As Brad told you, these photos are from our very first quest, during the summer of 2009. We traveled from LA to San Francisco, with many stops in-between, and met quite number of interesting people, many of them not shown here in these photos (for instance, we had some great slices at the legendary Cheese Board in Berkeley, on their wonderful sourdough crust--we’ll have that for you in a subsequent webisode).
We began the tour at La Brea Bakery, where, in addition to baking some of the best bread in America, they make the pizza dough for Nancy Silverton’s Pizzeria Mozza. By my estimate, it looked like about 700 dough balls a day--that’s a lot when you think about making that many pizzas every day--I mean, that’s a lot of pizza!. From the bakery we went to Pizzeria Mozza and met up with Nancy and her head pizzaiolo, Matt Molina. We have some great footage of Matt creating a few of his signature pizzas in an upcoming webisode segment. We spent most of the day with Nancy and some of her friends, food writers Russ Parsons (LA Times) and Kristine Kidd (Bon Appetite Magazine and, now, a major food blogger). In an upcoming segment you hear a little of our table talk as we devoured a number of the fabulous Mozza pizzas. Russ, who had been making fun of the notion of Hawaiian pizza, with ham and pineapple, became an instant convert when he tasted Nancy’s version.
We traveled north and spent some time in the sweet town of Cayucos, California, in the Central Coast with Chef Jensen Lorenzen and his wife Grace, who run the Cass House Inn, and create great menu items in their new wood burning oven located in the center of their vegetable and herb garden. We bought some freshly smoked fish at Ruddell’s Smokehouse, just a few yards from the Inn (and also some fantastic cookies at the Brown Butter Cookie Store, also just a few yards away--the whole town is only a few yards long, it seemed), and then proceeded to turn the fish and garden veggies into some killer pizzas. All of this will be coming your way on an upcoming webisode.
Of course, as you saw on the opening webisode, we also discovered the Taco Temple, in Morro Bay, and almost changed the name of project to Taco Quest. Owner Adam Pollard made me a sea scallop taco that I’d fly back tonight for, if I could. That’s what’s so great about the “quest;” it draws us into all sorts of unexpected side adventures.
For example, when we visited Craig Stoll and Anthony Strong in San Francisco at their Pizzeria Delfina, we unexpectedly stumbled upon one of the best food streets in America, what they call, The Gastro (well, we were only blocks from the famed Castro District). The Bi-Rite Creamery is setting all sorts of new benchmarks for the next generation of ice cream flavors (and their gourmet market across the street isn’t too shabby either), and the bread and pastries at Tartine Cafe are nationally acclaimed. Craig Stoll has already won a James Beard Award for his Restaurant Delfina, and now his pizzeria Delfina is slammed night and day. All of these places are within a thirty second walk from each other. You’ll see lots of footage from here in the coming weeks.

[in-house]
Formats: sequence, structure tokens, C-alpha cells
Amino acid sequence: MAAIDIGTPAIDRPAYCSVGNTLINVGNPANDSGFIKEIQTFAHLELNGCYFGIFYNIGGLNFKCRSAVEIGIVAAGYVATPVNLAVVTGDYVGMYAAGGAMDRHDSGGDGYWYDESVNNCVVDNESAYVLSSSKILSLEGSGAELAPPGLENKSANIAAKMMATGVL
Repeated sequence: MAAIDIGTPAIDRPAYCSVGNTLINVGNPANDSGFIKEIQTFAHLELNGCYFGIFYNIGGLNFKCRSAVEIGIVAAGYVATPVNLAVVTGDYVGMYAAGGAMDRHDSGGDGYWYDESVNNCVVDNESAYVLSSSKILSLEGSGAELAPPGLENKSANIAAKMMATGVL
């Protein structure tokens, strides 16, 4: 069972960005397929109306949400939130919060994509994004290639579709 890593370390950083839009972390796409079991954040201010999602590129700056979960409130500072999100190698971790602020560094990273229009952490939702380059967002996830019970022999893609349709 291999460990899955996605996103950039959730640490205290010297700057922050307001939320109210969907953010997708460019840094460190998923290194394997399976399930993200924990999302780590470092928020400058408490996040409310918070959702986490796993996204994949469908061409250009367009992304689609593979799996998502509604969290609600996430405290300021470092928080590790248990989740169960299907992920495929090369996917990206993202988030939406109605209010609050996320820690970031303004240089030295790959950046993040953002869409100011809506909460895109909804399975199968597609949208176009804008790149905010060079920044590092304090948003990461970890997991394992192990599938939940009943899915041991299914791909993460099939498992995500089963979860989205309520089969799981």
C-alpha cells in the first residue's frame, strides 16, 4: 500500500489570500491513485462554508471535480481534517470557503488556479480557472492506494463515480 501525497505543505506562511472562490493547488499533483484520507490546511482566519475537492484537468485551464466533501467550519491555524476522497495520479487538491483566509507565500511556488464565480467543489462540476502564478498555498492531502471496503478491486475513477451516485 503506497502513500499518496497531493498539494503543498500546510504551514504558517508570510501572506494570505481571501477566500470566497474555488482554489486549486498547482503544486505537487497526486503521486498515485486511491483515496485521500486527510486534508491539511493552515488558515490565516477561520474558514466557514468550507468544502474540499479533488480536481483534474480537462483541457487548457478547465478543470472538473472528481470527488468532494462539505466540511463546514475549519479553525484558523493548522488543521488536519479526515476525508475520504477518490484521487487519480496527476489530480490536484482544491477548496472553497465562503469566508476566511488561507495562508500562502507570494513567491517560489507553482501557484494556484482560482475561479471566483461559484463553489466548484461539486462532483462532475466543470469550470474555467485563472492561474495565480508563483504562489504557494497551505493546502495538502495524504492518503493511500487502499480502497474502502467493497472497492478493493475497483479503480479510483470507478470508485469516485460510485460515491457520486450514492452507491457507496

Tony Gemignani was, at one time, the practically unbeatable world champion acrobatic dough tosser who many of you have seen on the Tonight Show and David Letterman. But now he’s upped his game even further and is the world champion Margherita Pizzaiolo, having won the title in Naples against, dare I say it, the pizzaiolos of Naples. He and his brother have operated a successful pizzeria for many years outside of San Francisco (Pyzano’s, in Castro Valley), but now he has opened a new pizza fantasyland in the heart of San Francisco’s North Beach, called Tony’s Pizza Napoletana. He has four different types of ovens, depending on the style of pizza you want (New York, American, Sicilian, or Napoletana), and he just opened a by-the-slice operation next door. If you order his championship Margherita, it will be made by Tony personally, but get there early as he only makes a certain number each day. In addition to getting some great footage at Tony’s new pizzeria, he also took us out to the Central Valley to visit the folks at Stanislaus Tomatoes, where the harvest was just about to begin. We learned that two weeks before those beautiful Italian plum tomatoes were to be harvested they cut off the water to them, which causes the leaves to fall off and the sugar to ripen and the tomatoes to turn red and fall of the vine with just a gentle shaking. We got there just as the first ones were ripening and I got to shake some off the vine--and we captured it all on film.
There’s a lot more to share, so keep checking the gallery for more photos. We’ll keep them coming till we run out. And don’t forget, send us some of yours too!